Who’s Who Legal nominee Martin Sura leads the three-partner competition practice atHOGAN LOVELLS, which is divided among offices in Düsseldorf, Hamburg and Munich. It advises Autobahn Tank und Rast regarding the distribution of fuel rights at motorway petrol stations and eBay in connection with the FCO’s investigation of online distribution arrangements and the pilot cases against Asics and Adidas. It also successfully defended the FCO in a €1 billion damages claim from Danish hearing aid manufacturer GN Store Nord regarding the prohibition of its tie-up with rival Sonova. Three courts rejected GN’s case in the first official liability lawsuit ever filed against the authority.


Ricardo Pons Mestre, a nominee to Who’s Who Legal: Competition, and Omar Guerrero run the antitrust group at HOGAN LOVELLS BSTL, which was formed in August when the Anglo-American legal giant merged with local firm Barrera Siqueiros Torres y Landa. 2014 also saw some personnel changes: partner Bernardo Ledesma Uribe left the firm, but Santiago Ferrer Pérez was promoted, leaving Hogan Lovells with three partners and five associates spending most of their time on Mexican antitrust issues.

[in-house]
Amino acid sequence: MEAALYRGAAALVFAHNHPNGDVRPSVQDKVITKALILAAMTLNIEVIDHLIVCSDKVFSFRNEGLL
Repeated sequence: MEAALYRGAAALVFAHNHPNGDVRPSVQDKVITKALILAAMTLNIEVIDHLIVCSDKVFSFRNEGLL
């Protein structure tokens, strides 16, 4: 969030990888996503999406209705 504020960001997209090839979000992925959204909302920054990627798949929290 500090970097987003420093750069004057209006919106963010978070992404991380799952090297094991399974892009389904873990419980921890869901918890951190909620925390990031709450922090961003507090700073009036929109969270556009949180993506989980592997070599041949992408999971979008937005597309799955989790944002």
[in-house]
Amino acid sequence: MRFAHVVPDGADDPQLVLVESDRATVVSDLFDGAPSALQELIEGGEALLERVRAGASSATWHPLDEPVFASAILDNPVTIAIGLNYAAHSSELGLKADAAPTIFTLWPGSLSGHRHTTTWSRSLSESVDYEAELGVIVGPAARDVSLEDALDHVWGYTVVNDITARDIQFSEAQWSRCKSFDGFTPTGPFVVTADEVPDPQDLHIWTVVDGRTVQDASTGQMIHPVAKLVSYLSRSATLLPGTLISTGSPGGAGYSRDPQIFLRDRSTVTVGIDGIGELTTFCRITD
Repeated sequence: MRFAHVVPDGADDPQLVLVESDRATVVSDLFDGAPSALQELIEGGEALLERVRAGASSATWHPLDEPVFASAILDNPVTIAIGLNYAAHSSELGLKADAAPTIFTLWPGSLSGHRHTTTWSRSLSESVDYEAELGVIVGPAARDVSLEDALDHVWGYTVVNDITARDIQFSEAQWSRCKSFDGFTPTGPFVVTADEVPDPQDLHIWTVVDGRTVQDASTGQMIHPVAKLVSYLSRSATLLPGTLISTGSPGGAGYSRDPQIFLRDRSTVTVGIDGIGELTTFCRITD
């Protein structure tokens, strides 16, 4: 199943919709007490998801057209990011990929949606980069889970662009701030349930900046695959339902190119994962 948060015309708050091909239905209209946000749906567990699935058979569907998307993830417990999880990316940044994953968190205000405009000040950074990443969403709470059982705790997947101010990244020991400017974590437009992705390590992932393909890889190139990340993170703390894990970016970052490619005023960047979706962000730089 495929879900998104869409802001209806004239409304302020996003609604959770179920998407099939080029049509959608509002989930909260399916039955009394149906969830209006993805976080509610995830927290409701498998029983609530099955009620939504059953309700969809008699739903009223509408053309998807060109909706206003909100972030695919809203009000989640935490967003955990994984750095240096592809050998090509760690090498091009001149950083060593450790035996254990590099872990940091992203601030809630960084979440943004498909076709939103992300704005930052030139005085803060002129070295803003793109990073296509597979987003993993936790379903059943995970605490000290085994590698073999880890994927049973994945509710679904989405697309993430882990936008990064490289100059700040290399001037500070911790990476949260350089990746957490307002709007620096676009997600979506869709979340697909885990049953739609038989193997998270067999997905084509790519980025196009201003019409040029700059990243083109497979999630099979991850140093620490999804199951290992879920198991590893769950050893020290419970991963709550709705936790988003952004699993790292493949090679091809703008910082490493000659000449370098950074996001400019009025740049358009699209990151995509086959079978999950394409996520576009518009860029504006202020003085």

The firm’s work over the past year has included significant transactions, such as advising airplane maker Textron in its acquisition of Beechcraft and continuing to help Sherwin-Williams in the fallout from its scuppered deal with Comex. Other transactional clients include ACE and Xpedx. On the behavioural side the company remains active in the CFC’s poultry cartel investigation. Samsung, Roche, International Paper and Bachoco are all new clients this year.